The Child
PublisherBantam Press
Date Published29 June 2017
Price£ 12.99

The Child

by Fiona Barton

The discovery of a baby’s skeleton on a building site reveals a decades old tragedy which means different things to three women.


Fiona Barton drew on her own journalistic experience to create the character of Kate Walters, the 40-something reporter protagonist of her debut The Widow. And now Kate’s back, a little older, a little more worried about keeping her job in an industry contracting under pressure from new media, a little more impatient with her children and long-suffering husband, but still full of intelligence, persistence and heart – and still determined to bring in the big story to keep her top of the uncertain pyramid.

The author is somewhat after my time in Fleet Street, but anyone who rose to be news editor of the Daily Telegraph and chief reporter of the Mail on Sunday, let alone being named Reporter of the Year, deserves respect.

As you would imagine, she writes brilliantly. Her involvement with high-profile criminal cases, her fascination with the body language and verbal habits of interviewees, particularly those on the periphery of the main story, shines through in this clever, emotional, sometimes dark and tragic, often moving, but always compelling standalone.

The bones of a new-born infant are discovered on a south London building site. It’s worth a couple of paragraphs in the evening paper. But for three women it means so much more. For one it’s a reminder of the worst day of her life – when her own baby daughter vanished from a hospital ward, an event which has dominated her ever since. For another it raises the chilling possibility that a secret she has battled to keep for decades will be uncovered.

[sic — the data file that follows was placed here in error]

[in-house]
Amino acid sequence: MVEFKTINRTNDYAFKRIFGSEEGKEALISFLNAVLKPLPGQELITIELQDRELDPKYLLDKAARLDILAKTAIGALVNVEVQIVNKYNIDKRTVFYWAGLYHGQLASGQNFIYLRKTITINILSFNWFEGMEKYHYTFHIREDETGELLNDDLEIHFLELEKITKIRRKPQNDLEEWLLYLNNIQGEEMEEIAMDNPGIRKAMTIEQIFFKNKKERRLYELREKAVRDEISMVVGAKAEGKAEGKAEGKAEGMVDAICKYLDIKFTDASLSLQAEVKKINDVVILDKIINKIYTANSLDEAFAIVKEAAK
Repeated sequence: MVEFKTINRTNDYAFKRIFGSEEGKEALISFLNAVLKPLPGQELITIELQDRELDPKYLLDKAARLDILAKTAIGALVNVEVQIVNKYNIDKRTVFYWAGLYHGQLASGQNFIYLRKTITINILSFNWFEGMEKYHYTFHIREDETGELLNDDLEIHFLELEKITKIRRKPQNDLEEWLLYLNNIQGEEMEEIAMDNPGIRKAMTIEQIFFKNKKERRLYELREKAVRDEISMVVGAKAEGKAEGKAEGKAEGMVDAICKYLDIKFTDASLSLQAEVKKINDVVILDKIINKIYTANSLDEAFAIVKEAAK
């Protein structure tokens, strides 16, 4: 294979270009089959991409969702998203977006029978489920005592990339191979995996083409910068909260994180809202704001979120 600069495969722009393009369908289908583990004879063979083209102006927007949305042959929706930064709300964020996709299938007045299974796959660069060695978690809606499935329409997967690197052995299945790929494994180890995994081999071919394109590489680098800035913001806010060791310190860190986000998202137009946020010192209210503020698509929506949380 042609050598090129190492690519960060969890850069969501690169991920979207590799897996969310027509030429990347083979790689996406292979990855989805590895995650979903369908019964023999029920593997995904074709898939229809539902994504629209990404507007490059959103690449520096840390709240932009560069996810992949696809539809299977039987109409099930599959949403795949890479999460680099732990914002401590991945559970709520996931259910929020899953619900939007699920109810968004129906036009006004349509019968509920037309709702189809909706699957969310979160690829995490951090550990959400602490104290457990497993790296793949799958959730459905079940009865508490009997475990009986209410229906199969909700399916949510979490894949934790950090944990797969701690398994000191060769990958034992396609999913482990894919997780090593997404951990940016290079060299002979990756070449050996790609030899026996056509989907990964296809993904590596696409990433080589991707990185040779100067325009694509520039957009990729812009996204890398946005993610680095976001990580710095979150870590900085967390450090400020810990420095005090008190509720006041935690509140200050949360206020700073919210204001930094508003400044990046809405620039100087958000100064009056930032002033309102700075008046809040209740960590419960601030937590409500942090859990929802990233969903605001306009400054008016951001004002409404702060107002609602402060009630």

The story is alternately related by the three main characters. Angela despairs of finding closure for her devastating loss. Freelance editor Emma is a bone-weary, tormented soul, with a major anxiety problem and a difficult childhood secret to hide. For Kate, what starts as an exercise in digging out a story – why was the little skeleton buried there, who is it and how long had it lain undiscovered – turns into a near crusade as she meets and becomes deeply involved with the protagonists.

Emma’s long-estranged mother, to whom she has recently reconciled in a still strained relationship, also features and each of these characters share their stories and histories.

The going is slow as Barton builds the suspense. It takes a long time for the complicated, rather unremarkable and easily solved plot to unwind, but that is not the point of this beautiful story. Despite a predictable, but still ingenious, ending and what at times feels a plethora of filler prose, this is as good an examination of the female psyche under pressure as you are ever likely to come across.

Reviewed 05 August 2017 by John Cleal